Monday, April 15, 2013

Evil Dead Review

Evil Dead is the goriest, most overtly violent and disgusting film I've ever seen.  It also happened to make me more stressed out than the time I met Jessica Chobot at a gaming convention...but I digress.  If you've read any of my reviews for other horror films, say Paranormal Activity 3,for instance, it's no secret that I'm not a huge fan of the genre.  But I tend to watch them much for the same reason that I will force myself onto roller coasters - sometimes it's just fun to step out of your (my) comfort zone and get a little bit of a rush.  Luckily Evil Dead delivered on that front...

**Minor spoilers abound**

While it's been awhile since I've seen The Evil Dead or The Evil Dead 2, I can confidently say that this incredibly competent remake/reboot shares little resemblance to its predecessors.  First and foremost is our new protagonist, Mia (Jane Levy).  Her friends have brought her to a familial cabin in the woods to detox from her rampant drug addiction.  The drug addiction angle is clever if not wholly convenient: her friends make a pact to not allow Mia to leave the cabin no matter what she says or does.  This does, however, lead to a fantastic scene in which Mia pleads to her brother, David (Shiloh Fernandez), to let her leave the cabin...after she's been chased by a demon girl and then subsequently raped by a tree root.  The withdrawal angle also allows for the externalization and transition of Mia's battling her inner "demons" to the physical "demon" she must fight by the film's finale.

As my intro hinted at, Evil Dead is by far the goriest, bloodiest film I've ever seen.  That might not be saying much as I'm not a connoisseur of horror, but I've been desensitized quite a bit over the years and Evil Dead still managed to shock, horrify, and gross me out.  There's a moment near the climax of the film that made my horror-film-tough-as-nails friend squirm like a baby.  From a bystander's view the overt and incredibly graphic violence may seem unwarranted and wanton, but I assure you that it, for the most part, is in service of the narrative and isn't there just to shock and disturb.  I mean, a flipping demon is possessing people, after all!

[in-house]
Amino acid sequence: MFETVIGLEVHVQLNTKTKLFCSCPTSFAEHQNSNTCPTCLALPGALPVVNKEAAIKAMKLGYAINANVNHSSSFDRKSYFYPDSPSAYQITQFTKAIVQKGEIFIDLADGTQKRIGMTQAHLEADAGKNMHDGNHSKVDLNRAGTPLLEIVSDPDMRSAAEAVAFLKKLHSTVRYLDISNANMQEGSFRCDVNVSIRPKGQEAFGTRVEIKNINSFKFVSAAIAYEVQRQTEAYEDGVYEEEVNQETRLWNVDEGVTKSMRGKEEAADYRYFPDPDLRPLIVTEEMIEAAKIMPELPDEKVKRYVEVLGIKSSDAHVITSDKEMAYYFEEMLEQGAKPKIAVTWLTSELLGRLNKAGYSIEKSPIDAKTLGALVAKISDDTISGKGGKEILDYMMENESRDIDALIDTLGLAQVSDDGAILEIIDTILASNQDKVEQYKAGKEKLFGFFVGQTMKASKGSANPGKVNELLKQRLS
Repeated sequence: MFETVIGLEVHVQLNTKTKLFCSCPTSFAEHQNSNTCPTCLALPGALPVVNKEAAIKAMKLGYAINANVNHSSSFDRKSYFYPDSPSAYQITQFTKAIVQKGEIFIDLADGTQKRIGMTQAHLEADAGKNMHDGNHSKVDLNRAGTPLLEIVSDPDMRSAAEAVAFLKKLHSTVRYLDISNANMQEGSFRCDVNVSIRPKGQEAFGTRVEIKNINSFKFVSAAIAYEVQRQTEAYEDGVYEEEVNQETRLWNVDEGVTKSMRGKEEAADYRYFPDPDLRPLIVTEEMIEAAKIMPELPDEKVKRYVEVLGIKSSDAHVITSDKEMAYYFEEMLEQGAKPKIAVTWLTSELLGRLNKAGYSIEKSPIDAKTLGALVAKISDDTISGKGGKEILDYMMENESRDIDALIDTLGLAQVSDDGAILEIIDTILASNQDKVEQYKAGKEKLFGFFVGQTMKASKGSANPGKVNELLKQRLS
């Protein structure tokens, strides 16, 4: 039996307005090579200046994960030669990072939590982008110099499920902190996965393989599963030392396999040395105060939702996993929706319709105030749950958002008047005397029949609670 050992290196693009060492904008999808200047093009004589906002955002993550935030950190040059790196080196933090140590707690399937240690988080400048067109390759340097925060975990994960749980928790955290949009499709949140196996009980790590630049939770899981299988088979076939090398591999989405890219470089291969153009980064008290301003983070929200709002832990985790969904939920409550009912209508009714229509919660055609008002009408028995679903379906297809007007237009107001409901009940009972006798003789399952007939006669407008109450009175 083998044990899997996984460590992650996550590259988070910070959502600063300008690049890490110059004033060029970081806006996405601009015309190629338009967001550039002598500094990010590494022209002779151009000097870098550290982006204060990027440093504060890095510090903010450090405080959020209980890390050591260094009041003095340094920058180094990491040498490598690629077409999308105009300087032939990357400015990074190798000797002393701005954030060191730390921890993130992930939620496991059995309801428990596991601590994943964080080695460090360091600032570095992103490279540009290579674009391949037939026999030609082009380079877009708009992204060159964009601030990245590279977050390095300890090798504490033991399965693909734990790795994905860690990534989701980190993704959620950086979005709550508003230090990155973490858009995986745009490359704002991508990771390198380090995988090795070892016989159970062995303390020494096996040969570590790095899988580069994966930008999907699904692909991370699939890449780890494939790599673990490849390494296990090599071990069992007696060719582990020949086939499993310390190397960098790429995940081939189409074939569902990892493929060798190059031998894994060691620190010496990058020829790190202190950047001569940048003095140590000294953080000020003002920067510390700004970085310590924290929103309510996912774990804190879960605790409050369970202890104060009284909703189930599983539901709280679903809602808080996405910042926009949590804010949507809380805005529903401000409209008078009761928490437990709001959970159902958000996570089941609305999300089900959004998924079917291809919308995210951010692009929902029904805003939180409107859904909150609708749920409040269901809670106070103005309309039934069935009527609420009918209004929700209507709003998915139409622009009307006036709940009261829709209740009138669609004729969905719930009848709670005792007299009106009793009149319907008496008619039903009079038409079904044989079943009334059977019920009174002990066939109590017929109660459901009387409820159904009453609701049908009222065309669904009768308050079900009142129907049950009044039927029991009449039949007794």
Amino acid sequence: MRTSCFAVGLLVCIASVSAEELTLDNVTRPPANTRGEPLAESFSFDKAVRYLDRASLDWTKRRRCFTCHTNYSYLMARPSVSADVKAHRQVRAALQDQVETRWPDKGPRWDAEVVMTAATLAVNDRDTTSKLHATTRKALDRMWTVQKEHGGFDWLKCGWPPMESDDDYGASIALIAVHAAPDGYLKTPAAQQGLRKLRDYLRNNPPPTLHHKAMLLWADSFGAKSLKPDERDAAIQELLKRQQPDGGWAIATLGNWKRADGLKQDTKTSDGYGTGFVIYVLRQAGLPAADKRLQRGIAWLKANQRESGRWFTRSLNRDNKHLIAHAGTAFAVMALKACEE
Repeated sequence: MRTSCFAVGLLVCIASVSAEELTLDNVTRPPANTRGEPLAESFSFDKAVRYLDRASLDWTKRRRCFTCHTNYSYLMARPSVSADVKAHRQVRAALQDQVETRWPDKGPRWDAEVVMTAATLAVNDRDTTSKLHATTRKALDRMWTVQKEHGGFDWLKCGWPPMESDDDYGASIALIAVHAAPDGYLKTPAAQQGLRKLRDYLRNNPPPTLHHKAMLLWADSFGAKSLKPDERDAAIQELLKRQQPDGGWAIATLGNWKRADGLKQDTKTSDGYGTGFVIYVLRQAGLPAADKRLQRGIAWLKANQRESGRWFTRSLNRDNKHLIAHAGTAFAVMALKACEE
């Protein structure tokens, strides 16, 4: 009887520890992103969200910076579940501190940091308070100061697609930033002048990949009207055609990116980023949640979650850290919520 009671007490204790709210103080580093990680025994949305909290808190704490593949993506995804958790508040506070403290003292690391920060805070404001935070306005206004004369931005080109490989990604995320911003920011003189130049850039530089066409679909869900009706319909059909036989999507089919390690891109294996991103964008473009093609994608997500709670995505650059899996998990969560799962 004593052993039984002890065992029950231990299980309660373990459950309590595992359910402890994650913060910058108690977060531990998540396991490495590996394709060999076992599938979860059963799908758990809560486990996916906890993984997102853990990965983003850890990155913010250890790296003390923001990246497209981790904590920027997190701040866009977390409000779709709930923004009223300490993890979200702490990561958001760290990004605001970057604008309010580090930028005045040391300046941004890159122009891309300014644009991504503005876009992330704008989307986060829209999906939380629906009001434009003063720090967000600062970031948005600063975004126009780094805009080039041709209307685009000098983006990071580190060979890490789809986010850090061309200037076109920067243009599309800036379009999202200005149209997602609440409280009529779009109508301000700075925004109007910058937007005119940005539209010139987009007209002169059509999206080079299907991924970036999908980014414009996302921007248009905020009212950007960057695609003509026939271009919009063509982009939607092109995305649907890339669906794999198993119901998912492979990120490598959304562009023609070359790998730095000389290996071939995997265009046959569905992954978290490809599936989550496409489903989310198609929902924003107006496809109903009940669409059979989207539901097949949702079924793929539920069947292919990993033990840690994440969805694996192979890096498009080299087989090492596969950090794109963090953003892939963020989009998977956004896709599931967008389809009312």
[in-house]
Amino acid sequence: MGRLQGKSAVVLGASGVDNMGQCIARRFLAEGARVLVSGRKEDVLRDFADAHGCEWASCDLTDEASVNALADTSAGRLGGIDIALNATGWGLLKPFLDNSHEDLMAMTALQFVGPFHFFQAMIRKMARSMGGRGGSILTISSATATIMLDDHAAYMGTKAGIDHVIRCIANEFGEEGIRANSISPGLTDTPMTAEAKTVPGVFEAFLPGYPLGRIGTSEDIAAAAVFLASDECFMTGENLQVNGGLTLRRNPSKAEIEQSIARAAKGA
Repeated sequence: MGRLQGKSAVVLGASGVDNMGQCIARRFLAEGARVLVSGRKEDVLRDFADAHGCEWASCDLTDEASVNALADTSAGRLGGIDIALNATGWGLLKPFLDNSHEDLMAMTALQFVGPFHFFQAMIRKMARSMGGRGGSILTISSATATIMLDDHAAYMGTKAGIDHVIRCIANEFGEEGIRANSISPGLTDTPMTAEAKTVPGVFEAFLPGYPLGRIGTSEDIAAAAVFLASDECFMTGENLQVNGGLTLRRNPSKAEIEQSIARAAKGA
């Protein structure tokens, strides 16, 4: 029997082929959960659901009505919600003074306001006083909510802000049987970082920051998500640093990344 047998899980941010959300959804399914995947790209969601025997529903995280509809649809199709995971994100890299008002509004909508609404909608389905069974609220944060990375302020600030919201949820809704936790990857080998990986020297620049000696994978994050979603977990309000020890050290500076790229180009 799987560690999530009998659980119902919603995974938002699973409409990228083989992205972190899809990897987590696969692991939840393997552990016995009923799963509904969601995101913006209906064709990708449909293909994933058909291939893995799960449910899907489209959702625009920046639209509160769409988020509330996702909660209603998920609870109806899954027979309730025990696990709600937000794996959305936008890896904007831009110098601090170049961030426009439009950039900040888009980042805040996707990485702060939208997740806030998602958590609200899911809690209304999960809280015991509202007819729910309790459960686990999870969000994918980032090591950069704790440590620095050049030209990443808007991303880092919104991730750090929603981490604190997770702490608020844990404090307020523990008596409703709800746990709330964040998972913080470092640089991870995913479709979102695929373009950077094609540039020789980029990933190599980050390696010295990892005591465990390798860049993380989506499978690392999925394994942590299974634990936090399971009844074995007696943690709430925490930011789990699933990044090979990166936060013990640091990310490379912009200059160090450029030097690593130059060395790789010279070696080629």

The story is a fairly predictable one with a just a few surprising twists.  People go to a cabin.  Hippie guy finds evil book.  Hippie guy stupidly reads from said book (seriously though, how dumb do you have to be to open a human-flesh-bound book that's wrapped in barbed wire, flip past the pages that warn "never speak it," "never read it," and then proceed to SPEAK AND READ it!  "It" being an incantation of sorts that calls forth the aforementioned demon lady).  Demon shows up.  Demon possesses people.  Possessed people do incredibly gruesome and violent things to themselves and one another.  People die.  Credits.  Like I said, it's a pretty cut-and-dry horror story line that seems fairly derivative of other cabin-in-the-woods style films, especially after last year's fantastic The Cabin in the Woods, which tongue-in-cheekedly played off of the same stereotypical horror-film tropes that Evil Dead has in spades.

While I don't think I'll be watching this film again any time soon, I enjoyed it immensely.  While the plot beats may not have been overly original and the characters fairly bland and one-dimensional, the action is superb, the violence is shockingly realistic (seriously, the practical effects on display show a mastery of the art of fake-butchering people), and the lead performance by Jane Levy is incredibly intense and utterly convincing. I applaud relative newcomer Fede Alvarez for taking insane risks and not pulling any punches; Evil Dead will punch you in the face with its shocking violence, gore, and sheer dearth of humor.

I just have to throw one last thing out there: parents, please don't even remotely entertain the idea of taking or allowing anyone under 17/18 to see this movie.  In my screening there was an adult with three or four young children, ranging from probably 7-10.  I literally could not stop thinking about this throughout the entire film.  I mean, "fuck" is said probably five times in the first few minutes, which also includes a live burning of a girl possessed by the demon, ending with her head being blown off by a shotgun.  And those are the tamer aspects of the film.  I just couldn't believe it.

Evil Dead will (most likely) shock, scare, and stress you out...but is totally worth it.

The Bearded Bullet

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